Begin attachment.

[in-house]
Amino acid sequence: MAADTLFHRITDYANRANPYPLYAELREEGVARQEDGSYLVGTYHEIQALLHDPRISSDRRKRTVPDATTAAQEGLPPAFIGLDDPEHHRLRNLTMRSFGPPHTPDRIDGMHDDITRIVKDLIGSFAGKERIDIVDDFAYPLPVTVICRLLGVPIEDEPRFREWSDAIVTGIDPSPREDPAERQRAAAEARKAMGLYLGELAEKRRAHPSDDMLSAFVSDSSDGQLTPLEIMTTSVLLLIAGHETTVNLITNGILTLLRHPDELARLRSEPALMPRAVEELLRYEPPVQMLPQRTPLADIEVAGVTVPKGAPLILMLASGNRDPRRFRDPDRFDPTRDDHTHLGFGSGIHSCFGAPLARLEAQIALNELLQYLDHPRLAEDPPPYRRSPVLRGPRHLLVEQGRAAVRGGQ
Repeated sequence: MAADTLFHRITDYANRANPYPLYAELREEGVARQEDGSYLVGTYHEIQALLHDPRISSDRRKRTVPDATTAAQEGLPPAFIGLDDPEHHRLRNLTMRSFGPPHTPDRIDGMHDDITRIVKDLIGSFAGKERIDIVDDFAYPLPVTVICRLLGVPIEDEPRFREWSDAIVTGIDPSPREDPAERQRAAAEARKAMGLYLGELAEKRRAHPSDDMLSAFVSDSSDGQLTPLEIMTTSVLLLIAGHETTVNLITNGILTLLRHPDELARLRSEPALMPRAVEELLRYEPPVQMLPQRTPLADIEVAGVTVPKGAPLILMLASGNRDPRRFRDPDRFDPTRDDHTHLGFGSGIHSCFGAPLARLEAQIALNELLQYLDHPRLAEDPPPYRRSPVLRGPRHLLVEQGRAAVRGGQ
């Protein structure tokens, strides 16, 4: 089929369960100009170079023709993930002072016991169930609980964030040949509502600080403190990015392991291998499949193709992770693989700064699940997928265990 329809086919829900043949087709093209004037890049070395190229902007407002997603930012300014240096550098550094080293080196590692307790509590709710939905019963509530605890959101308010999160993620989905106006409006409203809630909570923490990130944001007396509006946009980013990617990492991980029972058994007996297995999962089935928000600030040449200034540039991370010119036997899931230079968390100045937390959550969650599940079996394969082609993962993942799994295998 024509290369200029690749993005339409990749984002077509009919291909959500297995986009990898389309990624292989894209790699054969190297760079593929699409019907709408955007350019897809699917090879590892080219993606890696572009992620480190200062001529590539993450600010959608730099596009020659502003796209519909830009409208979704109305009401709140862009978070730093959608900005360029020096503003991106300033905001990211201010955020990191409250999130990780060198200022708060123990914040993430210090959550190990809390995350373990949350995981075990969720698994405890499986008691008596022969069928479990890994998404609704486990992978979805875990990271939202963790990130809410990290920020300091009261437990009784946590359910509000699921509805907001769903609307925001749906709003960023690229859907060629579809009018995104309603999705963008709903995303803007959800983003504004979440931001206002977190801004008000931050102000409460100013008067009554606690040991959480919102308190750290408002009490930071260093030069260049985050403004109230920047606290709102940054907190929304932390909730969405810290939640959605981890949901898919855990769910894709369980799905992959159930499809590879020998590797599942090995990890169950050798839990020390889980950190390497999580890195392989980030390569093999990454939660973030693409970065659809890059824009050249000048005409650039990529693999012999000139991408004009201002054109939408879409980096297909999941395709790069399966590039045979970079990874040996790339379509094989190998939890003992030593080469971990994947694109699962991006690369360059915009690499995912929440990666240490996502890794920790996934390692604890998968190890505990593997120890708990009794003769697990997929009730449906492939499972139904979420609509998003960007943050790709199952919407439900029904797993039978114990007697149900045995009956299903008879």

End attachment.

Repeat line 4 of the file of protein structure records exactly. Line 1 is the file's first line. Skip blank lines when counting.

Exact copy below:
């Protein structure tokens, strides 16, 4: 089929369960100009170079023709993930002072016991169930609980964030040949509502600080403190990015392991291998499949193709992770693989700064699940997928265990 329809086919829900043949087709093209004037890049070395190229902007407002997603930012300014240096550098550094080293080196590692307790509590709710939905019963509530605890959101308010999160993620989905106006409006409203809630909570923490990130944001007396509006946009980013990617990492991980029972058994007996297995999962089935928000600030040449200034540039991370010119036997899931230079968390100045937390959550969650599940079996394969082609993962993942799994295998 024509290369200029690749993005339409990749984002077509009919291909959500297995986009990898389309990624292989894209790699054969190297760079593929699409019907709408955007350019897809699917090879590892080219993606890696572009992620480190200062001529590539993450600010959608730099596009020659502003796209519909830009409208979704109305009401709140862009978070730093959608900005360029020096503003991106300033905001990211201010955020990191409250999130990780060198200022708060123990914040993430210090959550190990809390995350373990949350995981075990969720698994405890499986008691008596022969069928479990890994998404609704486990992978979805875990990271939202963790990130809410990290920020300091009261437990009784946590359910509000699921509805907001769903609307925001749906709003960023690229859907060629579809009018995104309603999705963008709903995303803007959800983003504004979440931001206002977190801004008000931050102000409460100013008067009554606690040991959480919102308190750290408002009490930071260093030069260049985050403004109230920047606290709102940054907190929304932390909730969405810290939640959605981890949901898919855990769910894709369980799905992959159930499809590879020998590797599942090995990890169950050798839990020390889980950190390497999580890195392989980030390569093999990454939660973030693409970065659809890059824009050249000048005409650039990529693999012999000139991408004009201002054109939408879409980096297909999941395709790069399966590039045979970079990874040996790339379509094989190998939890003992030593080469971990994947694109699962991006690369360059915009690499995912929440990666240490996502890794920790996934390692604890998968190890505990593997120890708990009794003769697990997929009730449906492939499972139904979420609509998003960007943050790709199952919407439900029904797993039978114990007697149900045995009956299903008879």